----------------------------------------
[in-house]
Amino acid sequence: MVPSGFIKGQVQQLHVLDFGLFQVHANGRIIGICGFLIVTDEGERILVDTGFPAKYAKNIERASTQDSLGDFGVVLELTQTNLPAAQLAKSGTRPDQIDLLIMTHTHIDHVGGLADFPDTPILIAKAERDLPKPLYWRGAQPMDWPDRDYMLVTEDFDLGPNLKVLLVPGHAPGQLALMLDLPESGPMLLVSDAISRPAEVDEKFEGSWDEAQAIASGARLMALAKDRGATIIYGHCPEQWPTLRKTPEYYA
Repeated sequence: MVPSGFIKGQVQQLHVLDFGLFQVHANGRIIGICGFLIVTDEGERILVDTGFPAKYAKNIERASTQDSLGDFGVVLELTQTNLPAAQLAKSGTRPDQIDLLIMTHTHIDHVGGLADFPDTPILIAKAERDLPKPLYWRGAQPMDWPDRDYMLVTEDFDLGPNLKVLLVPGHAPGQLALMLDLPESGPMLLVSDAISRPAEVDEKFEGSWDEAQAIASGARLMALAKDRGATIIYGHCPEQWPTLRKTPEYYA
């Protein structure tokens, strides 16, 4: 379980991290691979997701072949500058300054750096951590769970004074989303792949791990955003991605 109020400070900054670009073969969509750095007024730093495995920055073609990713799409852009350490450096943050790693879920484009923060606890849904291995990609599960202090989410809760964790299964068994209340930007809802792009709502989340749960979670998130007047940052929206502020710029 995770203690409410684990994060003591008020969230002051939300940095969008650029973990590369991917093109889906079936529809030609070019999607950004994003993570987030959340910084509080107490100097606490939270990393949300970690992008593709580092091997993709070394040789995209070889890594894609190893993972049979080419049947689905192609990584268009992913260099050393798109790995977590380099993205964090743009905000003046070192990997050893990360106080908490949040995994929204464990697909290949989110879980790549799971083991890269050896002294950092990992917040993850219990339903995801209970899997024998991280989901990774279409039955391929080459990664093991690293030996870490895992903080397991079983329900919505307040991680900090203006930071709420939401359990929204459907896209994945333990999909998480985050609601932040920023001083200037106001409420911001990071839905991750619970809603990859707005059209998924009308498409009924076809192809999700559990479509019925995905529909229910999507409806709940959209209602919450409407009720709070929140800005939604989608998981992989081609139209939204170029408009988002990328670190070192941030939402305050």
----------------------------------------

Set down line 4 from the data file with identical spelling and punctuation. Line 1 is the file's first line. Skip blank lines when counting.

């Protein structure tokens, strides 16, 4: 379980991290691979997701072949500058300054750096951590769970004074989303792949791990955003991605 109020400070900054670009073969969509750095007024730093495995920055073609990713799409852009350490450096943050790693879920484009923060606890849904291995990609599960202090989410809760964790299964068994209340930007809802792009709502989340749960979670998130007047940052929206502020710029 995770203690409410684990994060003591008020969230002051939300940095969008650029973990590369991917093109889906079936529809030609070019999607950004994003993570987030959340910084509080107490100097606490939270990393949300970690992008593709580092091997993709070394040789995209070889890594894609190893993972049979080419049947689905192609990584268009992913260099050393798109790995977590380099993205964090743009905000003046070192990997050893990360106080908490949040995994929204464990697909290949989110879980790549799971083991890269050896002294950092990992917040993850219990339903995801209970899997024998991280989901990774279409039955391929080459990664093991690293030996870490895992903080397991079983329900919505307040991680900090203006930071709420939401359990929204459907896209994945333990999909998480985050609601932040920023001083200037106001409420911001990071839905991750619970809603990859707005059209998924009308498409009924076809192809999700559990479509019925995905529909229910999507409806709940959209209602919450409407009720709070929140800005939604989608998981992989081609139209939204170029408009988002990328670190070192941030939402305050």